Sterling Hawkins

Co-founder, CART (Center for Advancing Retail & Technology)
Sterling Hawkins is a business leader, entrepreneur and investor living at the intersection of in-store and online. Currently running operations and venture relations for CART, his legacy is that of a 5th generation retailer whose family name is synonymous with retail. From that springboard, he has worked with clients on best practices in consumer marketing, loyalty and retail technology including Mitsubishi, M&M Meat Shop, Procter & Gamble and many others. Through CART, he has also partnered with universities including Stanford, Cornell and the University of Texas to incorporate the future of retail into their curricula and provider a go-to-market channel for relevant startups.

in 2004, Sterling co-founded, launched and sold his first retail technology company, Convena. Since, we has been actively involved in the community speaking at business conferences around the world. He has been seen in ABC Money, Comstock, RetailWire and Forbes. Sterling lives in Los Angeles and spends his time mobilizing a network of startups, investors and retailers to bring together online and in-store for the betterment of business, communities and the human condition.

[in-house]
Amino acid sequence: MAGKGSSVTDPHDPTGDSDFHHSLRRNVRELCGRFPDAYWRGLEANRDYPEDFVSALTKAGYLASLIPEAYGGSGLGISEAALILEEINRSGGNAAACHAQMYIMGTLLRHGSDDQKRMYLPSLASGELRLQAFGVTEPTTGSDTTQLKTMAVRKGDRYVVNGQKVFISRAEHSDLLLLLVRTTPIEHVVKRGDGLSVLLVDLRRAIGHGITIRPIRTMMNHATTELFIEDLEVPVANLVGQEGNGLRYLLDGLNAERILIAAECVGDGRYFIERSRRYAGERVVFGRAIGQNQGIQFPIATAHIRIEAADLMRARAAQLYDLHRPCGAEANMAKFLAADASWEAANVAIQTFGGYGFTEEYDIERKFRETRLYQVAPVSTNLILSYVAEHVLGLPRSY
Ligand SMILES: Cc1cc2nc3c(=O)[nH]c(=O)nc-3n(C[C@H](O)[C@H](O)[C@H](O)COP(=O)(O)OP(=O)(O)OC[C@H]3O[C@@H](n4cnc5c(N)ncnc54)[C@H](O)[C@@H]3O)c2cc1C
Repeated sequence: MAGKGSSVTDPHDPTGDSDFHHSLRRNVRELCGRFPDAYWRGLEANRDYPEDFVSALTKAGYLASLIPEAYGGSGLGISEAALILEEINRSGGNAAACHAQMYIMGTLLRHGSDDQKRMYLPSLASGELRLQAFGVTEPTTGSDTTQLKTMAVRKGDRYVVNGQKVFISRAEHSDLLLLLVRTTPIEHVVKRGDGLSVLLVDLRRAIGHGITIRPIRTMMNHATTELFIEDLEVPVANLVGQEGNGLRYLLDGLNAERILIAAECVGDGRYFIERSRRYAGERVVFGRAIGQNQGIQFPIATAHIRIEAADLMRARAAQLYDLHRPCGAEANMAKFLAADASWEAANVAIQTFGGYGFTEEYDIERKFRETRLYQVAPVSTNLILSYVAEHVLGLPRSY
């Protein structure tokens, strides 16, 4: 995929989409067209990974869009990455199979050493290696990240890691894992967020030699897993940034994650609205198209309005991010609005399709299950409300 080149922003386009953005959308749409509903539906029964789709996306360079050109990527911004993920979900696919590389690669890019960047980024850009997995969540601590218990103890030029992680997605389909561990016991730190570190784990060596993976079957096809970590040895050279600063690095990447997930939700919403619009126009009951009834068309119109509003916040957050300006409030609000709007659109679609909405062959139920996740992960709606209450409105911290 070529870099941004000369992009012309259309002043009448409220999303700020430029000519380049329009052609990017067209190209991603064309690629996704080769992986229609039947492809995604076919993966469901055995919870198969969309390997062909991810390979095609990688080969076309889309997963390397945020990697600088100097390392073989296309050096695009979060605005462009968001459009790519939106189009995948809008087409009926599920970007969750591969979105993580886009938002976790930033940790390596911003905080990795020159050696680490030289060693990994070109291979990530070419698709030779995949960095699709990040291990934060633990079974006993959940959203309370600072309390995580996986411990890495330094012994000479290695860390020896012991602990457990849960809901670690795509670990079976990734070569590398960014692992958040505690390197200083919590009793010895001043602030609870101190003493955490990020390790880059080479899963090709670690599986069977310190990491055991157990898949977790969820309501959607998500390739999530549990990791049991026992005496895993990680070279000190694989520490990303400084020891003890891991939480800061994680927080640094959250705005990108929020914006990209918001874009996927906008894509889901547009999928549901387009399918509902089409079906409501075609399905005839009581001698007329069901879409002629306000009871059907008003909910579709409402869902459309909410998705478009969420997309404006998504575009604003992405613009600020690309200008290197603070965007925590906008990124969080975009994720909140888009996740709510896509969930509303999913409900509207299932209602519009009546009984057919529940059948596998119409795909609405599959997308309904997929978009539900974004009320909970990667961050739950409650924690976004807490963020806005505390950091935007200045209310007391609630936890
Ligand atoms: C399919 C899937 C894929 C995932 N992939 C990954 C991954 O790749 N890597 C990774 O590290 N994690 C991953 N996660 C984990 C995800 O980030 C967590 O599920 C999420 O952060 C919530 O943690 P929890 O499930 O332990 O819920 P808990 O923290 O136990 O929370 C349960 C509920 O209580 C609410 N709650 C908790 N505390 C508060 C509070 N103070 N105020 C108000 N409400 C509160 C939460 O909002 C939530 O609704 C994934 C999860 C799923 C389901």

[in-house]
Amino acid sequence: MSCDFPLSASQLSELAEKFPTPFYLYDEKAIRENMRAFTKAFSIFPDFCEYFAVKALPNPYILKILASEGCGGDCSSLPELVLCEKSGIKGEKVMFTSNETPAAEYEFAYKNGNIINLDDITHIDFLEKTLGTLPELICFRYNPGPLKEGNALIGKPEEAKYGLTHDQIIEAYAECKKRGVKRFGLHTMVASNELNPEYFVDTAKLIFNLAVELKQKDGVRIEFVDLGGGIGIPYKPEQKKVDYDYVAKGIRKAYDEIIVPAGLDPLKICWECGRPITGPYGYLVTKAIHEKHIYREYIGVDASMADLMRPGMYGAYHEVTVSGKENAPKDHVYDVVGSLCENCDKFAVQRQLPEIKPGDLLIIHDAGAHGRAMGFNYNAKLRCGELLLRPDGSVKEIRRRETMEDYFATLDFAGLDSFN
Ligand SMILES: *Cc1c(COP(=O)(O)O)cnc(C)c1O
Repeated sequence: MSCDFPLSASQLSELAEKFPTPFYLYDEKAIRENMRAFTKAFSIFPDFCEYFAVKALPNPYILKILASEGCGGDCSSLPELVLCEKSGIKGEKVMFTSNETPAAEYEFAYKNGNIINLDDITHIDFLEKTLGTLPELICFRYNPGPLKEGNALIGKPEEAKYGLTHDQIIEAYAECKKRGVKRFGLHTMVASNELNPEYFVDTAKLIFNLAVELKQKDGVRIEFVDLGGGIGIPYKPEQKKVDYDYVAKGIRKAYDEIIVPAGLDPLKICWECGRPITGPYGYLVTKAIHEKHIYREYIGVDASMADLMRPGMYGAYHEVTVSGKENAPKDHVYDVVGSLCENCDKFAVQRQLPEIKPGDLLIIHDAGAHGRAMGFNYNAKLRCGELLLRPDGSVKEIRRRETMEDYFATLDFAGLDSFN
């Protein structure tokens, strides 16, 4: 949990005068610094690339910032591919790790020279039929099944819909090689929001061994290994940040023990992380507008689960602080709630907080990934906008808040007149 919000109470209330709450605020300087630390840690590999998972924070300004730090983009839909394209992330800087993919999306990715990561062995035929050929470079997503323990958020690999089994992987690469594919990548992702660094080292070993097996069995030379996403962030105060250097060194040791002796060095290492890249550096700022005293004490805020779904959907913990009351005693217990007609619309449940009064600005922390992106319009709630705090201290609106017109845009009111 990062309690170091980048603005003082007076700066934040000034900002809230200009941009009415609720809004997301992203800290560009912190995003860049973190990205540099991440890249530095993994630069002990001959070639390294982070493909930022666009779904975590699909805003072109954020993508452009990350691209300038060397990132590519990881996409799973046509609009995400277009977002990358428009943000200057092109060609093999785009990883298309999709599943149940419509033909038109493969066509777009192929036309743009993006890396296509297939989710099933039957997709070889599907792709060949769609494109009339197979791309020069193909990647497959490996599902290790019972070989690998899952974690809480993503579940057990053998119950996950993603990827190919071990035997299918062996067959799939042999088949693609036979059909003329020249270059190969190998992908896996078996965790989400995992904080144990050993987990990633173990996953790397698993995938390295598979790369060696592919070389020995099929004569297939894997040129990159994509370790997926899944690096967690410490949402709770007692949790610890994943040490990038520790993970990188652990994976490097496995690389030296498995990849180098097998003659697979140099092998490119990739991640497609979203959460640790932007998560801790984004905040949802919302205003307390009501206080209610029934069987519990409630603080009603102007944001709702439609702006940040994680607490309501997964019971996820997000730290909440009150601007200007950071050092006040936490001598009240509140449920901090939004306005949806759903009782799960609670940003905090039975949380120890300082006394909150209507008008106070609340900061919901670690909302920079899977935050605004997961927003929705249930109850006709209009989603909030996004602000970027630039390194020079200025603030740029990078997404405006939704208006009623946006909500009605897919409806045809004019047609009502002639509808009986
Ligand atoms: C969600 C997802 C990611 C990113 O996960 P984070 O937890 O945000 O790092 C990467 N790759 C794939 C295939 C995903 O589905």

Speaking & Investment:
  • Posted on: 08/16/2018

    Got truck drivers?

    I'm with Charles here that there's a structural change happening and retailers would be wise to have the necessary technologies in place. I was talking with my Uber driver in Austin the other day who was formerly a truck driver. His wife thought he was crazy to leave trucking until he started making more than twice the income driving an Uber. Given, he drives a crazy amount of hours a week, but he gets to come home to his family at the end of it every single day. With more gig options for drivers and autonomous technology on the horizon, the future of shipping will look very different than it does today.
  • Posted on: 08/14/2018

    ‘Less is more’ when competing with Amazon

    Curation and personalization is important regardless of who is making the products. It's about knowing your customer and their wants at both an aggregate and individual level. Like the saying goes, you can't be everything to everybody. Retailers can and should be curating the right kinds of products, promotions and experiences to better service their customers.
  • Posted on: 08/13/2018

    Can AR help shoppers get where they need to go?